The ornate, three-storey castle with three corner towers is guarded by two sphinxes in a park of centuries-old trees. According to the chronicles, Grand Prince Géza bestowed the Szigetköz on a German knight called Héder at the end of the 10th century. The castle of Héder became the centre of the demesne, which united the serf villages in the area. At the beginning of the 16th century, the Héderváry family built a renaissance castle next to the austere, Gothic medieval castle, which had grown uncomfortable to live in. The palace was remodelled in the 18th century, gaining Baroque ornaments and another storey. The ornately painted chapel, which spans two floors, was added to the west wing at this time. The chapel is decorated with a painting depicting Mary and the Infant Jesus.
The octagonal roadside Peregrine Chapel was erected in 1709 at the behest of Jób Viczay’s wife, Eszter Ebergényi in honour of the patron saint of wanderers and those suffering from foot ailments. Local legend tells a different story about the chapel: that a peeress came to Hédervár on foot from France and she was so worn out by the journey that she collapsed on reaching the market town, where the chapel stands. She was taken to the castle to be cared for. In her fever, St Peregrine appeared before her and healed her. In gratitude, she had a chapel built in honour of the saint and adorned with a painting of her saviour as she had seen him in her dream. (Many hospitals around the world are named after the Servite monk, St Peregrine, the intercessor for those with gout, foot ailments and cancer, who lived at the turn of the 13th and 14th centuries.)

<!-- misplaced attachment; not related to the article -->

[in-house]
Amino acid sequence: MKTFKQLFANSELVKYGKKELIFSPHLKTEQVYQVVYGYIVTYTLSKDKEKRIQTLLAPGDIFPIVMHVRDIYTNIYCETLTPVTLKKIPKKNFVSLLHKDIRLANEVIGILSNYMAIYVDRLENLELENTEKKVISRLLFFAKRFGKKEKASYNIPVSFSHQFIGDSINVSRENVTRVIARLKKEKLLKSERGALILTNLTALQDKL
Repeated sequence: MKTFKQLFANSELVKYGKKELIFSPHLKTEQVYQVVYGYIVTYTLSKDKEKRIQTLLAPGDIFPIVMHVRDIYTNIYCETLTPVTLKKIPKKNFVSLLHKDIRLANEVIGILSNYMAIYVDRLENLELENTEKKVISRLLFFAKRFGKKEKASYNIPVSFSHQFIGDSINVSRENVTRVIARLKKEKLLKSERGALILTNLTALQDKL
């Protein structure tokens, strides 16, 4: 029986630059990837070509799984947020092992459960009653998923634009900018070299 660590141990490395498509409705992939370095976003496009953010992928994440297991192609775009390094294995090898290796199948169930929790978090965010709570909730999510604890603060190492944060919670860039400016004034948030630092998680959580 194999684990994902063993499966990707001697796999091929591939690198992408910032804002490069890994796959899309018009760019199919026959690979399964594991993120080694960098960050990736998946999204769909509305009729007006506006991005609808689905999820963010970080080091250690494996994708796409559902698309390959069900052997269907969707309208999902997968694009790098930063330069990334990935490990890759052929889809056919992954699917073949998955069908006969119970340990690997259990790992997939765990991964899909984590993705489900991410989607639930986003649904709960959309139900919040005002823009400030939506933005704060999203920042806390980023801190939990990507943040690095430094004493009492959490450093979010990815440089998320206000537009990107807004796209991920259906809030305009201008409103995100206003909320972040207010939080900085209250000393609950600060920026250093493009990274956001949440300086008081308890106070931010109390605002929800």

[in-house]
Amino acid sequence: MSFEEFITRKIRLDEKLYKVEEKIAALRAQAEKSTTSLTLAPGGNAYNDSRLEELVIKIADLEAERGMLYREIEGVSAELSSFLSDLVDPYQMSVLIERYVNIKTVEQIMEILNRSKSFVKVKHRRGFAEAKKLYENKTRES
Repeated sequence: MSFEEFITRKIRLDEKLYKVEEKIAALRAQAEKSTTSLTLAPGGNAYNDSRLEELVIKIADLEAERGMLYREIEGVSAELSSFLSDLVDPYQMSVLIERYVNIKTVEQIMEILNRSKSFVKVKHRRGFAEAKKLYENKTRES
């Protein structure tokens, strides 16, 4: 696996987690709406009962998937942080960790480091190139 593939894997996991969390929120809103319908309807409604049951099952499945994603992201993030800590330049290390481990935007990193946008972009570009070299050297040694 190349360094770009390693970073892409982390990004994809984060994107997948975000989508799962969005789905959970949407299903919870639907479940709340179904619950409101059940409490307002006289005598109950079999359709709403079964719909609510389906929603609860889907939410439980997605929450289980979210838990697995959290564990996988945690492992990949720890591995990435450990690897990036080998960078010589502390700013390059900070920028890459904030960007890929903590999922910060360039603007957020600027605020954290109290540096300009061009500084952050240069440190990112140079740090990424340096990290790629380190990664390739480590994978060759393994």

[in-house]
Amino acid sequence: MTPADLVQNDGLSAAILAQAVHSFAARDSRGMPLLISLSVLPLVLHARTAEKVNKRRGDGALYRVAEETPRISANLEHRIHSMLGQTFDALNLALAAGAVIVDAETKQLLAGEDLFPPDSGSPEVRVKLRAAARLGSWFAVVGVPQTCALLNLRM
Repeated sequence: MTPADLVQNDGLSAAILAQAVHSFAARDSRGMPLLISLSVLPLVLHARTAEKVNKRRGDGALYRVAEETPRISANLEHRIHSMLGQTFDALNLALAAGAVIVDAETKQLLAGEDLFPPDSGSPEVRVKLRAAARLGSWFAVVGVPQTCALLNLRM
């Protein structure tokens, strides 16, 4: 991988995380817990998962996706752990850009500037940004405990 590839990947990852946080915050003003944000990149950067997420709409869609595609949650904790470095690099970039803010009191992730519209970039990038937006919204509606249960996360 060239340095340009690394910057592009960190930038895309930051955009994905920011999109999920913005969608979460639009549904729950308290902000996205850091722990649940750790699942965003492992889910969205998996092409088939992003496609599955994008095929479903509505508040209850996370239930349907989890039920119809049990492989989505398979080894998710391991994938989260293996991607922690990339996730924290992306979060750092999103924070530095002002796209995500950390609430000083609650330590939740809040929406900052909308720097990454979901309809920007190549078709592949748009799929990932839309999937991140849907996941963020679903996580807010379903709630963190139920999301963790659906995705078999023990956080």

Records show that there was already a chapel here in the first half of the 13th century. The predecessor of today’s building was probably erected in 1397. The recesses on the church’s facade contain stone statues of St Florian and St Wendel in Swiss costume. The wrought-iron cross next to the church formerly stood in the old cemetery and, according to tradition, dates back to the 14th century. The sanctuary wall is adorned with a 19th-century image of Christ. The rich altar structure boasts a picture of St Michael fighting Evil between gilded statues of St Stephen and St Ladislaus. The wooden statues of the St John of Nepomuk altar represent the symbols of Faith, Love and Hope. On the other side altar, there is a copy of the Tearful Mary picture in Győr Cathedral. The octagonal, Gothic baptismal fountain is made of red marble and decorated with Hungary’s national coat-of-arms and the Héderváry coat-of-arms. According to art historians, the inscription “Anno Domini 1031’ does not refer to its year of production. The sanctuary wall is decorated with a memorial to the victims of the First and Second World Wars.
The village’s ornament, a county value, is listed in the Győr-Moson-Sopron County Value Depository. Records show that it was built between 1296 and 1303. The single-naved building was once the parish church, a shrine to Mary and the funeral chapel of the Héderváry family at the same time. A new crypt and a Loreto chapel with built onto its north side in the second half of the 17th century. It was then rebuilt in neo-Gothic style in the 19th century. The sanctuary’s eastern wall has a, presumably original, Romanesque window. Five red marble tombstones can be seen on the sanctuary wall. The ornate urn in the Loreto chapel contains the heart of the first Károly Khuen-Háederváry. There is also an urn surrounded by carved snakes on a stylised Corinthian column. Next to it are three large silver urns in a recess covered with a coat-of-arms. There is a wooden screen reminiscent of Greek Orthodox churches behind the chapel’s altar and above its ledge, there are imperial, royal and family coats-of-arms surrounded by Baroque decorations. There is a statue of the Virgin Mary carved from ebony behind the screen in a statue recess. The Chapel Gallery also hosts temporary exhibitions.